Entering the Garden itself is free, but here you have to pay a small fee, it was more than worth it. Maybe I should mention that I myself am a terrible gardener. I can kill a cactus by saying Hello to him, flowers grow legs just to escape me and instead of a green thumb I have at least ten black ones. Still I love to see what others can do and that is the reason why I might have gone a little overboard taking photos of flowers and plants. As non-botanist I also have no idea what they are called, I really couldn't remember it all. The pictures have names like RedPlantWet or GreenAndHairy. I'll just let the pictures speak for themselves. Picture overload coming ahead!
I love (some ;-)) sculptures in gardens and zoos. My favorites here were a lizard and the meep meep, ehm, the roadrunner.
Funny were also these dino footprints.
Just when we wanted to leave the glasshouses, it showered down, really heavy, but as quickly as it had come, as quickly it went.
We got something to eat and walked around some more. There were rarely tourists around it seemed, only a few German hardcore gardeners passed us by, deeply concentrating on discussing garden themes.
Time went by faster than I thought, so we slowly made our way back, but not before I had checked out the gift shop. I can't help it, whenever I go places I have to go to the gift shop there. It's funny how the tall guy is trying to steer me around it sometimes, even though I don't always buy. I just want to look. This time I would have loved to buy something for my Mom, but I doubt I would have been able to bring the huge plant home safely ;-)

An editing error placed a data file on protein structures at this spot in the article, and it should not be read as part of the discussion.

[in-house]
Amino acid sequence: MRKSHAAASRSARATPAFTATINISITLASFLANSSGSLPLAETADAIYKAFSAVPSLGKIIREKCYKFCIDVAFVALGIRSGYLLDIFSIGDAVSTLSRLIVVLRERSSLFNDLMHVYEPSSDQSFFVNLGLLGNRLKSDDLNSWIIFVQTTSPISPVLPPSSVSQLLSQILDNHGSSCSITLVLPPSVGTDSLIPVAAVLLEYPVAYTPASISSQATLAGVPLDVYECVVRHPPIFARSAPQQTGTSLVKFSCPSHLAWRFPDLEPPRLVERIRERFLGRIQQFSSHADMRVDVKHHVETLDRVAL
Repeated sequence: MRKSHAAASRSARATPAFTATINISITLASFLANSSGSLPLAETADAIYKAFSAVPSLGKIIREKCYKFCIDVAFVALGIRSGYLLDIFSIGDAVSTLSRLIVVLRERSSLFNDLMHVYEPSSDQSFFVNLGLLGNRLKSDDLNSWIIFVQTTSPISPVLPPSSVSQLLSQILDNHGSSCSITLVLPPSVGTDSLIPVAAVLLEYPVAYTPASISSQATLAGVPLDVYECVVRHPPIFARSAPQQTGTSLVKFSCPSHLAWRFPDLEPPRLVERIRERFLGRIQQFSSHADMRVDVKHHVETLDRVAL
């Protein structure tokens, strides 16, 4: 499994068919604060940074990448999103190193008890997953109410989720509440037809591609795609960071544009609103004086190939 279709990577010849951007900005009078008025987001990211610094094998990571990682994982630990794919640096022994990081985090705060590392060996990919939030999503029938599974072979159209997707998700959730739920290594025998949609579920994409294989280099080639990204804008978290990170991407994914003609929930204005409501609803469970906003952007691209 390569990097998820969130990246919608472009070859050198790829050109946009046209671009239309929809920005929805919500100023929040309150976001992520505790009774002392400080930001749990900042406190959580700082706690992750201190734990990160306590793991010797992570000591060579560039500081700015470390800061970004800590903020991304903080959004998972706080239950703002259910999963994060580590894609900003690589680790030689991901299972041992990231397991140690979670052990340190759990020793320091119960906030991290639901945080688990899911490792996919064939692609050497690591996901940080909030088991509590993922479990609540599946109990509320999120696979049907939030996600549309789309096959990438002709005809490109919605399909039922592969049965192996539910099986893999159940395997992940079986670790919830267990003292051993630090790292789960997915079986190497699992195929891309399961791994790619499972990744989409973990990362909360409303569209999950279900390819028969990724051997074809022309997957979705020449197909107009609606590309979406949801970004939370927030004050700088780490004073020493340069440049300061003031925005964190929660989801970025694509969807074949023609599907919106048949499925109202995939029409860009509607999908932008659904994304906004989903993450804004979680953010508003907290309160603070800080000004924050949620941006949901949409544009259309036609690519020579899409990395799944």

We took the way out through the East Gate.
Feeling that we hadn't walked enough for the day and passing Stockbridge anyway, we decided to hit the charity shops, at least a few of them. No finds, though :-( But I got myself a book at Oxfam at least. And then the tall guy reminded me that the bead shop was open now. Don't you just have to love a guy who tells you stuff like this even if he knows he's going to hate waiting while you play with little beads and try to decide what and if you want something? As the lady in Nuremberg's bead shop put it when I told her I had to hurry because my little brother was waiting outside and already looking very unhappy: "Yes, sometimes I wish there was a hardware store around here for the men!" *lol*
He didn't have to wait long. The bead shop was not that exciting. Mostly seed beads, very small choice of semi-precious stones and no extraordinary findings. I looked at a strand of matte onyx and asked the tall guy if I should buy them. He grinned, said No and I think he was right.
This time going uphill was easier than the day before. We just got back in time for tea. The sandwiches for him, the scones, clotted cream and jam for me. Mmmh, it was so good!!
No adventures in the evening, I am sorry to say. Even if the day didn't seem very long, the walking in all that fresh air had made us tired. We are office people, not used to walking that much. It's a shame, but we decided to hang out at the hotel. At least I finished another pendant. Yes, I did come prepared, I know us *grin*